My daughter was talked into purchasing a motorcycle for a friend of hers and now he doesn’t want it and is thinking of dumping my daughter. If she voluntarily returns the motorcycle to the dealer, will her credit be ruined, and if so, for how long? If she is not able to pay a deficiency, will a judgment against her affect her credit?
I’m afraid your daughter is stuck with the debt and the consequences of not paying it. Sadly, this is not an uncommon situation. The only silver lining is that it could have been a far greater debt, like a mortgage.
Returning the motorcycle to the dealership usually is reported as a voluntary repossession and will have a very negative impact on your daughter’s credit history. By deficiency, I presume you are referring to any remaining balance on the motorcycle loan after the repossession. Your daughter would be responsible for that amount, and if a civil court judgment were filed for it, the judgment would appear on her credit report. More likely the lender would sell the remaining debt to a collection agency. Like the repossession, a judgment or collection account would also have a negative impact on her credit scores.
The repossession and collection account will remain seven years from the original delinquency date of the account. The original delinquency date is the date of the first missed payment on the account after which it was never again current. A judgment would remain seven years from its filing date.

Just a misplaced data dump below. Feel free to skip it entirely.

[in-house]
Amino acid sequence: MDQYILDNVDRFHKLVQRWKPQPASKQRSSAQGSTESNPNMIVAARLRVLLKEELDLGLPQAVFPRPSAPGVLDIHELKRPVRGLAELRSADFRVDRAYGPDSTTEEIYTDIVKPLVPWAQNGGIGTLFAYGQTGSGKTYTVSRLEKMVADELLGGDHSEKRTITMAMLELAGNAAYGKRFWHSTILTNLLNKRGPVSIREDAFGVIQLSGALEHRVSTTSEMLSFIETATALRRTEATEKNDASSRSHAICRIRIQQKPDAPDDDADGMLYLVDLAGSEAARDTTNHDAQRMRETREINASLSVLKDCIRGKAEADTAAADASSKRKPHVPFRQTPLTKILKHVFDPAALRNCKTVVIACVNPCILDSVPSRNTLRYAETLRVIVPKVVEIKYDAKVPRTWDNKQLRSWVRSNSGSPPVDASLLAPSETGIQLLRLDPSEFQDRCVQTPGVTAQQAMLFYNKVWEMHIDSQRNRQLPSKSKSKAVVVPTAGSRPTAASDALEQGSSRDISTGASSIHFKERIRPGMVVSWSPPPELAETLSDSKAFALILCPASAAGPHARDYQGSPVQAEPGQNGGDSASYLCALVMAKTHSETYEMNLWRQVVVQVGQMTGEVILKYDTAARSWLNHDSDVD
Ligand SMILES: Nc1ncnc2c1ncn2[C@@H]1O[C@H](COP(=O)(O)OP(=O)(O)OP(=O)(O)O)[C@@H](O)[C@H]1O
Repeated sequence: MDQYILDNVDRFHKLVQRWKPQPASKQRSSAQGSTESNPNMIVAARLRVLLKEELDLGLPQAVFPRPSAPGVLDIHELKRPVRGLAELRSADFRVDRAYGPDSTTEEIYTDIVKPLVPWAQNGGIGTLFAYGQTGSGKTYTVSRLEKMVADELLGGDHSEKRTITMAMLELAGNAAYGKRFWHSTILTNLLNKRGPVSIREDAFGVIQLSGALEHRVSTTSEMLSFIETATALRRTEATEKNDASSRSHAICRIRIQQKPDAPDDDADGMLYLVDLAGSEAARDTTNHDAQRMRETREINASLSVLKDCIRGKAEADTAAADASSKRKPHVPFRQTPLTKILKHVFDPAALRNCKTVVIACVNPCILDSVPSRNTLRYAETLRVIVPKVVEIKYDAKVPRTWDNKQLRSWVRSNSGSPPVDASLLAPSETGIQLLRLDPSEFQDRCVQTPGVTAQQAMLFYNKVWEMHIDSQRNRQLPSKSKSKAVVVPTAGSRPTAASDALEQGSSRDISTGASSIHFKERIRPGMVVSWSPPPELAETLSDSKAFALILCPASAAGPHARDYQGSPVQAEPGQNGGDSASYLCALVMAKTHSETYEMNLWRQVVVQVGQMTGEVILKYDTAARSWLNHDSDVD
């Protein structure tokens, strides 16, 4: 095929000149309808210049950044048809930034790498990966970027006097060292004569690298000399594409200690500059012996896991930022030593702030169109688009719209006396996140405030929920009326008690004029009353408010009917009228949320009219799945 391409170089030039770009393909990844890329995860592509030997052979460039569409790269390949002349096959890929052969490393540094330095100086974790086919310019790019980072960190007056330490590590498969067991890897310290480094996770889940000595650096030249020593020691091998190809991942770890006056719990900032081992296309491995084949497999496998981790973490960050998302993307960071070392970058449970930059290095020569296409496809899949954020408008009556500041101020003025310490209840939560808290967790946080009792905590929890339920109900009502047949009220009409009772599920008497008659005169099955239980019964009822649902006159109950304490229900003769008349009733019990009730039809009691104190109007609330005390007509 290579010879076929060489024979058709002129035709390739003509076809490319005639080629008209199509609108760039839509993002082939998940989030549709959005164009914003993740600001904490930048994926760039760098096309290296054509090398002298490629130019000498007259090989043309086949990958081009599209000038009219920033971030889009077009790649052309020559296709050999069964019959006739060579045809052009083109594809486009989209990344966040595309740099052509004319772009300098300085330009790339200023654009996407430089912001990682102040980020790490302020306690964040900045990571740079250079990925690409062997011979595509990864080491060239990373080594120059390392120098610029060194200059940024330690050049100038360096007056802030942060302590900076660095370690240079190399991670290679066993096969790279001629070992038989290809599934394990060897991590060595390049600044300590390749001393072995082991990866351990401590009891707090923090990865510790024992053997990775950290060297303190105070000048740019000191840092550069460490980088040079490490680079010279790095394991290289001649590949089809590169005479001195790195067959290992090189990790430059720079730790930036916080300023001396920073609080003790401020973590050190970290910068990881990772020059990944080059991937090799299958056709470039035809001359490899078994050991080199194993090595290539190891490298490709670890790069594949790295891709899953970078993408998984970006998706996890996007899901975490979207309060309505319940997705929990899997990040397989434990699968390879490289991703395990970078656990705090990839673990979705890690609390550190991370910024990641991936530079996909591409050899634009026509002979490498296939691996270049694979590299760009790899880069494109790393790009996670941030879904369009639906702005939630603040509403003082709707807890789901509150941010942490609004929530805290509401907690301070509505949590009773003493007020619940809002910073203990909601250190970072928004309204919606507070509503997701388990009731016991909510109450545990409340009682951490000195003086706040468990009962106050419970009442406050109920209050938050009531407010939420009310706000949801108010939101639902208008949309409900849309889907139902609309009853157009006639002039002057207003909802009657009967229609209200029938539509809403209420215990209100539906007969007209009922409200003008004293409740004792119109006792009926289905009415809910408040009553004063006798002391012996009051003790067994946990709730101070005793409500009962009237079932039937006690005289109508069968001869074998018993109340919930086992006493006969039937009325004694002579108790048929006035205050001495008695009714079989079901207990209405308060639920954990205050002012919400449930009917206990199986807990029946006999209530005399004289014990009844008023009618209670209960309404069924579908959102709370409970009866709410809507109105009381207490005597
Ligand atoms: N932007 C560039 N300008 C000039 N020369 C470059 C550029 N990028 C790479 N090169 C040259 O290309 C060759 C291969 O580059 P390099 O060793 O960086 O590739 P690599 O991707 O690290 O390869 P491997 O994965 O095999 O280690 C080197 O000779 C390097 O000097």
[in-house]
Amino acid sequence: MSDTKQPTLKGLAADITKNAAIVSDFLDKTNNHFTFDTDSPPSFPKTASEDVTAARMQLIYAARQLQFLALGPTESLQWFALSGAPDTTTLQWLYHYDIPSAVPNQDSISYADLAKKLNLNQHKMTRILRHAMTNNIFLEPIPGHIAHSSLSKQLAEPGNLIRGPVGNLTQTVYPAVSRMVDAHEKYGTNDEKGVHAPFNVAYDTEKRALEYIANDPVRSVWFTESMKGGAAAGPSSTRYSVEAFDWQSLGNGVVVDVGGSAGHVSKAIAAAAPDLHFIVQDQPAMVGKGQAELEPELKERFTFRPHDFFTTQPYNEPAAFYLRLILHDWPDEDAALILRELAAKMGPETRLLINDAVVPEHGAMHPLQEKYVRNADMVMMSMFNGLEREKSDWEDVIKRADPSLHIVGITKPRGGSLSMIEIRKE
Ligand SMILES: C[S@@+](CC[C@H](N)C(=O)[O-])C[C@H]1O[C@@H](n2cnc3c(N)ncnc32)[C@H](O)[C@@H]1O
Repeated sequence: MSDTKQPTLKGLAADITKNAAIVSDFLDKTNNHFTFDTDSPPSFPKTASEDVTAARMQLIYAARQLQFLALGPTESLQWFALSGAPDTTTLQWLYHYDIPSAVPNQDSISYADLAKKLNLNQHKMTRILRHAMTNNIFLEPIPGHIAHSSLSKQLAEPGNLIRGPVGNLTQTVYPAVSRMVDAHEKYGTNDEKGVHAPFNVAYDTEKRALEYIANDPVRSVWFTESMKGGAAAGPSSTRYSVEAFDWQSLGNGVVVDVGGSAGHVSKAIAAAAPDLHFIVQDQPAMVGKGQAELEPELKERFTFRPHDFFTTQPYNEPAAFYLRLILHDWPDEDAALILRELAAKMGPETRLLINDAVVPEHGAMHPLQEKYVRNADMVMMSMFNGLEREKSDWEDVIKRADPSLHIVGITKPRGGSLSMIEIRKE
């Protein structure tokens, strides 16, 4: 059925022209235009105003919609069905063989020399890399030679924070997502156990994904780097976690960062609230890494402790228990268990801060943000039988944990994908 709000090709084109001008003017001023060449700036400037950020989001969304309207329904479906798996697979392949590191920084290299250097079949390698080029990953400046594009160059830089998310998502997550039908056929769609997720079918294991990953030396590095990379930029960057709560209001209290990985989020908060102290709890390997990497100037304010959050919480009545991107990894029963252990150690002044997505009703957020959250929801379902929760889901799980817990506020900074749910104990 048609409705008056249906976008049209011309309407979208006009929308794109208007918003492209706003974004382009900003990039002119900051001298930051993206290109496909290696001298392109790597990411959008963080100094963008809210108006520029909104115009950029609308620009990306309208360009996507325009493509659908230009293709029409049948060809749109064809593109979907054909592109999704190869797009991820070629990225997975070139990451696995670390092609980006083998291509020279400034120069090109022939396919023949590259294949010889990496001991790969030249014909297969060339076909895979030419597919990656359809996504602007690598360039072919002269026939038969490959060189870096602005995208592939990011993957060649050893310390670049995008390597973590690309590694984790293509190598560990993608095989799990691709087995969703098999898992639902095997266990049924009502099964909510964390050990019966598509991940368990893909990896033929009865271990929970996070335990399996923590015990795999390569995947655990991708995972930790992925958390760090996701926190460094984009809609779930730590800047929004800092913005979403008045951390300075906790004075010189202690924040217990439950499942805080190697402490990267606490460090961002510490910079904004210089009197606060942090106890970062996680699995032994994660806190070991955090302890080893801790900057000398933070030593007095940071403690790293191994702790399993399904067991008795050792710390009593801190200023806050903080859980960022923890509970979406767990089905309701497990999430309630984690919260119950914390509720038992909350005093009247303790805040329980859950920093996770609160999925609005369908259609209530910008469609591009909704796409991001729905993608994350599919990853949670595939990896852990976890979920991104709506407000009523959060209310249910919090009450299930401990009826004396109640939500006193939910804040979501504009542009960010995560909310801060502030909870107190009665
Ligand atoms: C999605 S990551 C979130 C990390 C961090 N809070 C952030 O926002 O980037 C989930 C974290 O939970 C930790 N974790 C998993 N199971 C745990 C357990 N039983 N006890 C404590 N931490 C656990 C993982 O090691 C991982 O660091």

An alternative may be for her to sell the motorcycle herself and use the proceeds to repay as much of the debt as possible, if not all of it. She should consider discussing the situation with the motorcycle dealer to see if they can help with the situation.
It’s too late for this advice now, but I strongly urge caution when entering into any kind of debt with a boyfriend or girlfriend, or taking on an entire loan on their behalf. At the time your relationship may seem destined to last forever, but without any legal bond in the relationship, you could be left holding the bag.
Thanks for asking.
- The “Ask Experian” team